Critiques global mediascape through feminist perspectives, highlighting concerns of policy, power, labor, and technology. Starting with the state of international communications, this work covers cases on online news, pornography, democracy, policies for women's development, violence against women, information workers, print media and telecentres.
The last quarter of a century has seen an unprecedented wave of democratization around the globe. In these transitions from authoritarian rule to a more democratic order, the media have played a key role both by facilitating, but frequently also inhibiting, democratic practices to take root. This book provides an accessible and systematic introduction to the media in transitional democracies. It analyses the problems that occur when transforming the media into independent institutions that are able to inform citizens and hold governments to account. The book covers the following topics: normative conceptions of media and democracy; the role of the past in the transition process; the internet as a new space for democratic change; the persistence of political interference in emerging democracies; the interlocking power of media markets and political ownership; the challenges to journalistic professionalism in post-authoritarian contexts; the role of the media in divided societies; The book takes a global view by exploring the interplay of political and media transitions in different pathways of democratization that have taken place in Eastern Europe, Latin America, Africa and Asia. It will be of interest to advanced students and scholars who want a better understanding of the media outside established Western democracies. The book will also be of great value to policymakers and activists who are involved in strengthening the media in transitional democracies.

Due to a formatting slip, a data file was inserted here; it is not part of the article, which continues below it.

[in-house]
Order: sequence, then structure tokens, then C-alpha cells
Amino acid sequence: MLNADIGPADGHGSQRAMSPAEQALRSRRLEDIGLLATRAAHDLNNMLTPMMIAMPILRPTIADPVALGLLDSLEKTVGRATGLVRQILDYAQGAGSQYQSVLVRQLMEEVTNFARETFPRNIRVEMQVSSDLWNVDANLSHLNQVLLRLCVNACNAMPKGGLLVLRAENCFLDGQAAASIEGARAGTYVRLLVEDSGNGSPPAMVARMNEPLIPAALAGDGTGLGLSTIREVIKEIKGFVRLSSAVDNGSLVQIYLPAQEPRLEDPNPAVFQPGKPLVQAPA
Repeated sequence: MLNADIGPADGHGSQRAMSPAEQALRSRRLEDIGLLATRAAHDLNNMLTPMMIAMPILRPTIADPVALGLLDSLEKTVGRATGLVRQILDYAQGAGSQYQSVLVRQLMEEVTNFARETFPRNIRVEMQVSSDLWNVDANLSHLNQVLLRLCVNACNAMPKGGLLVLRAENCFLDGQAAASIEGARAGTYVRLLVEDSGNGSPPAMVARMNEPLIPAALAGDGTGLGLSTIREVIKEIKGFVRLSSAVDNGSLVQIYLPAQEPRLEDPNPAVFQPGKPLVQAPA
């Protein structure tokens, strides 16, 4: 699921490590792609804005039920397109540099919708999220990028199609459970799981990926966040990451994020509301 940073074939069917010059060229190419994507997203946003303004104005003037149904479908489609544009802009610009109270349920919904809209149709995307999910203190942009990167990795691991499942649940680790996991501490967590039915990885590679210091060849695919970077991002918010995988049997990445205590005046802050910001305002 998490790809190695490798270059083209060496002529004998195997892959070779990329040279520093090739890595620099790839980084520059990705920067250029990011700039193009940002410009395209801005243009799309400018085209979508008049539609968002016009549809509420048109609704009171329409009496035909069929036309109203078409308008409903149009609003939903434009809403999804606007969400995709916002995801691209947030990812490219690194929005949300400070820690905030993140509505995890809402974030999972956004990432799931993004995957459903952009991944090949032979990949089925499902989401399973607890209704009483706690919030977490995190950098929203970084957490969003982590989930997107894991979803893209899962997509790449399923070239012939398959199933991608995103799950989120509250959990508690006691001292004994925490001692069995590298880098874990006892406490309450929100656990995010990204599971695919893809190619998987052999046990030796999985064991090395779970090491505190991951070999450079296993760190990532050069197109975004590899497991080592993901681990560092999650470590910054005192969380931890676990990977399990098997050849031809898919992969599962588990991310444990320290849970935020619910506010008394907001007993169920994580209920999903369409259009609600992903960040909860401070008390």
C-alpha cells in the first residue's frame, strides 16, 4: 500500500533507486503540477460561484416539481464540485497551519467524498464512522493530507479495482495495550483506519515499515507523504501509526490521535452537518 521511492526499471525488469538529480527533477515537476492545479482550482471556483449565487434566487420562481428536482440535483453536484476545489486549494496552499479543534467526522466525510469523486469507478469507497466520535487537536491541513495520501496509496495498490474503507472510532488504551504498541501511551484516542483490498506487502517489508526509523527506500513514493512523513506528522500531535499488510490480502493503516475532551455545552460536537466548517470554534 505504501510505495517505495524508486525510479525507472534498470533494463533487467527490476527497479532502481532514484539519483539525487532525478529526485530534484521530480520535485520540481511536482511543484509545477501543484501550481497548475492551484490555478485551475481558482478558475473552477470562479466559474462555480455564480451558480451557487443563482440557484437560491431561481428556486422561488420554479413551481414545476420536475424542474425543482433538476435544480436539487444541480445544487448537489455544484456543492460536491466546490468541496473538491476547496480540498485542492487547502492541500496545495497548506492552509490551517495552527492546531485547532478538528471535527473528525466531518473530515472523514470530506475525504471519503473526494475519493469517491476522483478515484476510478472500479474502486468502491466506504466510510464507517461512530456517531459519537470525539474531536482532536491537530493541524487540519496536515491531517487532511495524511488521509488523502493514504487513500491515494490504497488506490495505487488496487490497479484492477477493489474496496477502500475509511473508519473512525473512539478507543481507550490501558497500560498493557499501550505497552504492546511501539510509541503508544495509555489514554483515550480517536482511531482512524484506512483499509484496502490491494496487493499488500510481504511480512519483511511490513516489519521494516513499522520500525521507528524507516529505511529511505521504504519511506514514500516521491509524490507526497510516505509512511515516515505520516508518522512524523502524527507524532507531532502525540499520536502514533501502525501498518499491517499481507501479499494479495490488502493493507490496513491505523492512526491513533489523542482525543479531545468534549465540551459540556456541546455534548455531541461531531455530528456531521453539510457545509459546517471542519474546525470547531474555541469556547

Central and Eastern European Media Change in a Global Perspective
Author: Karol Jakubowicz
Publisher: Intellect Books
Category: Literary Criticism